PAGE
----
3. Nice one, Brian! I love that you include instructions on the debrief. I just shared this post with our learning and professional development CoP Yammer group and mentioned how important (and cool) the debrief is. I’m facilitating a week-long workshop in Rwanda in August and am totally using this activity as a launch.

    • Thanks Paige. It’s definitely one of my new favorite go-to activities! You’ll definitely need to drop a line when you’re back from Rwanda and let me know how it went over… And let me know if you come up with any new debrief questions!!

  4. Here are some interesting ways to consider asking debrief questions. The first question answers the question what and helps the learners describe the experience they just had. Those questions might be what did you observe? What was your initial reaction? The next set of questions answer the question of so what? Here they talk about the difference that it made. This quick question might be how is your experience different from what you had expected? What did you like or dislike about the experience?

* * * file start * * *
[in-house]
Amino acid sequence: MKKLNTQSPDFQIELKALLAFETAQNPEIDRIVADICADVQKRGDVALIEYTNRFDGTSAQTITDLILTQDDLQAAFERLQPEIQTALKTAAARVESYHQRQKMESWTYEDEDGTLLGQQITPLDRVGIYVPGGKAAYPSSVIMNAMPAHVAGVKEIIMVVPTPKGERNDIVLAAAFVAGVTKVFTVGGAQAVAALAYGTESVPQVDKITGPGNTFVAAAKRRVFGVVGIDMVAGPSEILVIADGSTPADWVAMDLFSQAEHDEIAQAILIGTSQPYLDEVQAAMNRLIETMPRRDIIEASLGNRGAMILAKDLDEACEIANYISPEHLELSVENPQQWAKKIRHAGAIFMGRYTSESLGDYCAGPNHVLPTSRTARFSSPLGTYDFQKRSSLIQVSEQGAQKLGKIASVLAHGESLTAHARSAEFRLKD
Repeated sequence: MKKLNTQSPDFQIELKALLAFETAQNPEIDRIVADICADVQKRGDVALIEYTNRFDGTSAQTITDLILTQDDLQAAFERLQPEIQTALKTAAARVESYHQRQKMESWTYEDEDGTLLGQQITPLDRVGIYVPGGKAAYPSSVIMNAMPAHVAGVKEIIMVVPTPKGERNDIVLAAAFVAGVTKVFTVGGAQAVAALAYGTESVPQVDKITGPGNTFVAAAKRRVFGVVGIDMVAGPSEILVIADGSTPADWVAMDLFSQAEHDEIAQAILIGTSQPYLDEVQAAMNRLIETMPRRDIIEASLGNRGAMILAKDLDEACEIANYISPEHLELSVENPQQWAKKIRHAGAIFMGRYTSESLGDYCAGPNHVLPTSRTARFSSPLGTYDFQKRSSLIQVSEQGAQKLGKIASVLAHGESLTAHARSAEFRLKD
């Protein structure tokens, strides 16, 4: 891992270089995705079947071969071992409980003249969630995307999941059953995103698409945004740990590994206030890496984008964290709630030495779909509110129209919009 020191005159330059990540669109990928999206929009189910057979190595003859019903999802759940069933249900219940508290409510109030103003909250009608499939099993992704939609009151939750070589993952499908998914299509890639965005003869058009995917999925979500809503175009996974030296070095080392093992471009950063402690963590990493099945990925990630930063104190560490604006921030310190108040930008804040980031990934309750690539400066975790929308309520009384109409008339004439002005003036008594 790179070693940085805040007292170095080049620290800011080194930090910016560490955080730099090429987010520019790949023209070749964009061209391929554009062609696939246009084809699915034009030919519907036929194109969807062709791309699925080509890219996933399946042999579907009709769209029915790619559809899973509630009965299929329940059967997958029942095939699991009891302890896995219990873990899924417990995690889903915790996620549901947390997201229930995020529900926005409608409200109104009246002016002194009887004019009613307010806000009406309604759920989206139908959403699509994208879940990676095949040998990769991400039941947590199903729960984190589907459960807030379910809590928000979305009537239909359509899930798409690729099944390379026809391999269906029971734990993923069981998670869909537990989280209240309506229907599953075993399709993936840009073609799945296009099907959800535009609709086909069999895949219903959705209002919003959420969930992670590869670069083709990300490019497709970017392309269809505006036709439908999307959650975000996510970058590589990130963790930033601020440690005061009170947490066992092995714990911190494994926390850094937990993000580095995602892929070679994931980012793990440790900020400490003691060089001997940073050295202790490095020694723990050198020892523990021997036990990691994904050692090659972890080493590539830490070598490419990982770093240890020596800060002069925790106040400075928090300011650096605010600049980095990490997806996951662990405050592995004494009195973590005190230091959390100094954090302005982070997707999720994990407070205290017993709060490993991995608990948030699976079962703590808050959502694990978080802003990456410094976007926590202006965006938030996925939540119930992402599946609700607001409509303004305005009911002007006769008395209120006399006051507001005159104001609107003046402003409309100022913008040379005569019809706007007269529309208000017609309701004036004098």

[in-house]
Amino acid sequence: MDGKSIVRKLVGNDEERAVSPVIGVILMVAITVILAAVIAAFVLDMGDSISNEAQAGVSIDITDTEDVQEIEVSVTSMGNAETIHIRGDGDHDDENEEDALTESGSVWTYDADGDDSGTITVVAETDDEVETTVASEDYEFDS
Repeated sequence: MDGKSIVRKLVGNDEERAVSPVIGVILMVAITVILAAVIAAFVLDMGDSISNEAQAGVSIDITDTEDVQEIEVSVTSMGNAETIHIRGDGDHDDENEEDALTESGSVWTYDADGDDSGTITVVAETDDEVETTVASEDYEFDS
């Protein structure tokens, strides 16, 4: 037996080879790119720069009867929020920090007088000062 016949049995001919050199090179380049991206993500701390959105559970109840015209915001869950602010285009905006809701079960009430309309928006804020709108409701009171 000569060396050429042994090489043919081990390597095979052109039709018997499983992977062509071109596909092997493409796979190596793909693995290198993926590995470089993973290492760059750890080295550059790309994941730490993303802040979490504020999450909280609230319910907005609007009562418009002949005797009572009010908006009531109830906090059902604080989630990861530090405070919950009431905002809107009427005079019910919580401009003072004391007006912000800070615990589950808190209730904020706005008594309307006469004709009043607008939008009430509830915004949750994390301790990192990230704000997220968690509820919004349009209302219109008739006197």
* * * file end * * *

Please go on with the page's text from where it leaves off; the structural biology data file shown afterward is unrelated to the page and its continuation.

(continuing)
And the deeper level question asks the question now what? This is where they begin to make application back to their job. This question might be how can you apply this learning to your job?

    • It’s so easy to just to say “What/so what/now what?” Thank you Priscilla for taking it a step further in order to offer some examples of what questions might look like at all three levels. I love these questions!

Leave a Reply

Fill in your details below or click an icon to log in:

WordPress.com Logo

You are commenting using your WordPress.com account. Log Out / Change )

Twitter picture

You are commenting using your Twitter account. Log Out / Change )

Facebook photo

You are commenting using your Facebook account. Log Out / Change )

Google+ photo

You are commenting using your Google+ account. Log Out / Change )

Connecting to %s